When we’re lucky, sometimes clients use their words to tell us. My 20y old client who had been through abuse (and was living in a jail setting where she felt “safer” than going home to live with people who had abused her in the past) reminded me, “Dr. K, you already know I don’t respond well to compliments.”

When they’re not able to use words, even if they can sometimes speak, clients use their behavior to tell us that they don’t feel safe, or that praise is uncomfortable or that adults are historically not reliable signals of good things.

Let’s listen.

P.S. Why is “risk assessment” checked as a category or tag for this article? If we don’t assess the risks for using interventions in a case that involves “trauma”, we risk using or recommending a strategy that would work in 90% of your other cases but might increase challenging behavior in this one. If you’re a behavior analyst, you’re already concerned with following our field’s ethics guidelines related to risk assessment.

Do trials always make us stronger?

Tags

, , ,

Sometimes I write of success; of hope; of happy endings.

These are notable in part because so much of the time, the families with whom I collaborate are those whose children probably won’t learn to talk or bathe themselves, or whose middle aged children might die in the mental hospital, or whose children might never overcome their meth addiction—or women who, like me, wonder if their infertility might be lifelong.

And by itself, merely “facing a challenge” doesn’t do anything.

In a cruel twist, those facing stressful and often life-long battles also encounter the most unhelpful and banal clichés that range from “not comforting” to insulting or humiliating. They often come from well-meaning people who haven’t walked a mile in the moccasins of those they are trying to help. I’m sure I’ve been guilty of this and that we all will be again.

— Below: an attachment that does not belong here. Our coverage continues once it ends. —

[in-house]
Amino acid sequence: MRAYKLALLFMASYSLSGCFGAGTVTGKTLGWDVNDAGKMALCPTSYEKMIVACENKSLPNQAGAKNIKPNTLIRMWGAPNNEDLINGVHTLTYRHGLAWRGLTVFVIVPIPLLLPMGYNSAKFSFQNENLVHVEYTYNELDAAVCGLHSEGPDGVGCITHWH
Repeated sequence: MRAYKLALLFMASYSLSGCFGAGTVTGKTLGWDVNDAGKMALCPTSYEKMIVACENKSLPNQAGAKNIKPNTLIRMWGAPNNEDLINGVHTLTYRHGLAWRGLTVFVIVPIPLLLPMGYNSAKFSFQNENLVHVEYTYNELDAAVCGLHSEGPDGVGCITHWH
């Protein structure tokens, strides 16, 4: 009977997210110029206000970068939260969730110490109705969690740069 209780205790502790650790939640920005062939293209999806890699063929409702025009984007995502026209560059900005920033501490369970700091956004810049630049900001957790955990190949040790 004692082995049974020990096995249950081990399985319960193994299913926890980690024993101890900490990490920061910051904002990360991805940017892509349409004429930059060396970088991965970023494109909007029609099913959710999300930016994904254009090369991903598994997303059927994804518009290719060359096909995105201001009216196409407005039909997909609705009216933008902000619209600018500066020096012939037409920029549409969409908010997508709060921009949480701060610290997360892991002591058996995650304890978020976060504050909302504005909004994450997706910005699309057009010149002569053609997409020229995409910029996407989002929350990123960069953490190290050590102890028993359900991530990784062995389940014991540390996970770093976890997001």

But who cares about words. The interaction between a speaker and listener, and the actions of people, matter much more. It’s not what I say in a challenge that matters, compared to what I do. I’m reminded of Ogden Lindsley’s quip that “if a dead man can do it, it ain’t behavior”: I guess a dead person can face a problem. But can he solve it?

Maybe I don’t get stronger merely by facing challenges.

In fact, perhaps I become softer, more tender.

I cry more easily.

I empathize more, and longer, with the parents who struggled for 15 years to have a child often to learn that their expensive and long-prayed-for baby has life-threatening and life-long diagnoses.

If I’m not stronger, at least I’m listening more.

And I notice something else a dead person can’t do:

Whatever skills I practice become more fluent.

I listen and get better at listening.

I empathize and gain fluency at showing empathy.

I help, and gain skills in doing helpful things.

I care, and continue to care.

And I share and feel uncomfortable, and become more comfortable at being uncomfortable.

(Sorry, behavior analysts, I’m not sure if that last one was an actual “behavior”. Similarly, I’m sure a dead man could do this one too, but it took me lots of practice to finally become quite skilled at staying calm while having my blood drawn. I would like to stop practicing now, I’m fluent, thank you very much.)